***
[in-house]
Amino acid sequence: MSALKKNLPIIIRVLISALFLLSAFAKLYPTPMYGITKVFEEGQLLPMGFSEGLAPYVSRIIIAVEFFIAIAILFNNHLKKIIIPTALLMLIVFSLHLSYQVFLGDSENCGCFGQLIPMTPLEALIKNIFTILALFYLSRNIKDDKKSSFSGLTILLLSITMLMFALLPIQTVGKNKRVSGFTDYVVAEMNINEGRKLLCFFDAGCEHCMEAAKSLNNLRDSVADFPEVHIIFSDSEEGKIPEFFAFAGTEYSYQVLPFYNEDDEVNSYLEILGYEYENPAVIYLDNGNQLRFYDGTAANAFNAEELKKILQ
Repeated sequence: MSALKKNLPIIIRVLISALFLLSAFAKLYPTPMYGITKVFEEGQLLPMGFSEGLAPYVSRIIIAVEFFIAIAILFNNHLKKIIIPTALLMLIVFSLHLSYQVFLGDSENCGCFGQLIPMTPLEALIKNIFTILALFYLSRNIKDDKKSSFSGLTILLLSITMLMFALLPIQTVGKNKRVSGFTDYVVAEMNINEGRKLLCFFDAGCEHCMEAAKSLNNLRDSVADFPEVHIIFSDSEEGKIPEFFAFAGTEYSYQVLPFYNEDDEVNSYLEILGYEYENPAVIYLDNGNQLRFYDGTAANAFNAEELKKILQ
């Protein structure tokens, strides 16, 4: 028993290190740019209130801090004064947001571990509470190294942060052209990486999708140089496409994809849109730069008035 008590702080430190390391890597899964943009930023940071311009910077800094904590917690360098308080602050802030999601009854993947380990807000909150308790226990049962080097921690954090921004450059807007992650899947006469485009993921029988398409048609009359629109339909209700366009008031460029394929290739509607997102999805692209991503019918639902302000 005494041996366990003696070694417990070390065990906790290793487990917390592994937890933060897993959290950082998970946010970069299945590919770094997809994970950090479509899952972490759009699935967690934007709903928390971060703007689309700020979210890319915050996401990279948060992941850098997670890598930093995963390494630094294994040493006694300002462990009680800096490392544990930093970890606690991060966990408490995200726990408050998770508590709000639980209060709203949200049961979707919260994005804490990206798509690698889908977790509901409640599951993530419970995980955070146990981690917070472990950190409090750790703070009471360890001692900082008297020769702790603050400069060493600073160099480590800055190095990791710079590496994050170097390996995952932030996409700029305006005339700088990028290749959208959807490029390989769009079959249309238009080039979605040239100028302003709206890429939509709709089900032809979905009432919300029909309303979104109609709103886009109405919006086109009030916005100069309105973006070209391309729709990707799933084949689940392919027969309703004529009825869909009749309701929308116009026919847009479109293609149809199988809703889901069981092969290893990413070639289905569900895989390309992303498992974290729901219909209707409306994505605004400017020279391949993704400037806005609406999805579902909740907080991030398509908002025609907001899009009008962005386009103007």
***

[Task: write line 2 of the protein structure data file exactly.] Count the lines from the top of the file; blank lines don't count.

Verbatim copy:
Amino acid sequence: MSALKKNLPIIIRVLISALFLLSAFAKLYPTPMYGITKVFEEGQLLPMGFSEGLAPYVSRIIIAVEFFIAIAILFNNHLKKIIIPTALLMLIVFSLHLSYQVFLGDSENCGCFGQLIPMTPLEALIKNIFTILALFYLSRNIKDDKKSSFSGLTILLLSITMLMFALLPIQTVGKNKRVSGFTDYVVAEMNINEGRKLLCFFDAGCEHCMEAAKSLNNLRDSVADFPEVHIIFSDSEEGKIPEFFAFAGTEYSYQVLPFYNEDDEVNSYLEILGYEYENPAVIYLDNGNQLRFYDGTAANAFNAEELKKILQ